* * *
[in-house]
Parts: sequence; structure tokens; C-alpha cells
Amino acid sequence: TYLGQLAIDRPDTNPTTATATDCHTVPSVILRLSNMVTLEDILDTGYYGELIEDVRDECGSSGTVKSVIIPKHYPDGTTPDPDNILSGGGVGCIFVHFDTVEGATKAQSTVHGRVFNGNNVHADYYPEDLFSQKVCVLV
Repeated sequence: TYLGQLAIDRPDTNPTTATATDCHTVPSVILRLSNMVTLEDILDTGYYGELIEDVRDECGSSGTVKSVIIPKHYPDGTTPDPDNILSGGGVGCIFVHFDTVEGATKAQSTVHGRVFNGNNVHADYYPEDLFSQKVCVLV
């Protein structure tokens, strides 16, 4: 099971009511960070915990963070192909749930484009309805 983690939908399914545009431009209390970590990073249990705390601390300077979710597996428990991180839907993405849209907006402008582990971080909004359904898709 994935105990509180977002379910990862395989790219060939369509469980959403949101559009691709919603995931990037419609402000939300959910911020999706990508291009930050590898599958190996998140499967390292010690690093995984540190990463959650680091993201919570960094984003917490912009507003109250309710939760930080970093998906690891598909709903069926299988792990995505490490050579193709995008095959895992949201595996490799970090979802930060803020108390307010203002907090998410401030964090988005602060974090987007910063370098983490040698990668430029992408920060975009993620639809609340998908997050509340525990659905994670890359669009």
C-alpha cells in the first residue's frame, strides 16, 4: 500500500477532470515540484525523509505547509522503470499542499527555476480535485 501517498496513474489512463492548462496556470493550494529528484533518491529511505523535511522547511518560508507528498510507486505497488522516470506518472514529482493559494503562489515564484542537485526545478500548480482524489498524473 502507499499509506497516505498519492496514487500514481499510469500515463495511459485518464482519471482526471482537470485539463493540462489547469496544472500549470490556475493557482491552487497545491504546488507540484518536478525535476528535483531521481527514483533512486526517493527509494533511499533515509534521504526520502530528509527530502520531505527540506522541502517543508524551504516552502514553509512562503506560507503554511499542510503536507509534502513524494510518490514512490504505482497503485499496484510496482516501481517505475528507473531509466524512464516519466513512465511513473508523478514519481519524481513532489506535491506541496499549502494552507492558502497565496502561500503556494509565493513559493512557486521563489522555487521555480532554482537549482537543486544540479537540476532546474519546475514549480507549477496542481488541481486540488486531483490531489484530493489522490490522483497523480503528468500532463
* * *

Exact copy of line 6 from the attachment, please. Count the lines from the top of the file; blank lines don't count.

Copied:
C-alpha cells in the first residue's frame, strides 16, 4: 500500500477532470515540484525523509505547509522503470499542499527555476480535485 501517498496513474489512463492548462496556470493550494529528484533518491529511505523535511522547511518560508507528498510507486505497488522516470506518472514529482493559494503562489515564484542537485526545478500548480482524489498524473 502507499499509506497516505498519492496514487500514481499510469500515463495511459485518464482519471482526471482537470485539463493540462489547469496544472500549470490556475493557482491552487497545491504546488507540484518536478525535476528535483531521481527514483533512486526517493527509494533511499533515509534521504526520502530528509527530502520531505527540506522541502517543508524551504516552502514553509512562503506560507503554511499542510503536507509534502513524494510518490514512490504505482497503485499496484510496482516501481517505475528507473531509466524512464516519466513512465511513473508523478514519481519524481513532489506535491506541496499549502494552507492558502497565496502561500503556494509565493513559493512557486521563489522555487521555480532554482537549482537543486544540479537540476532546474519546475514549480507549477496542481488541481486540488486531483490531489484530493489522490490522483497523480503528468500532463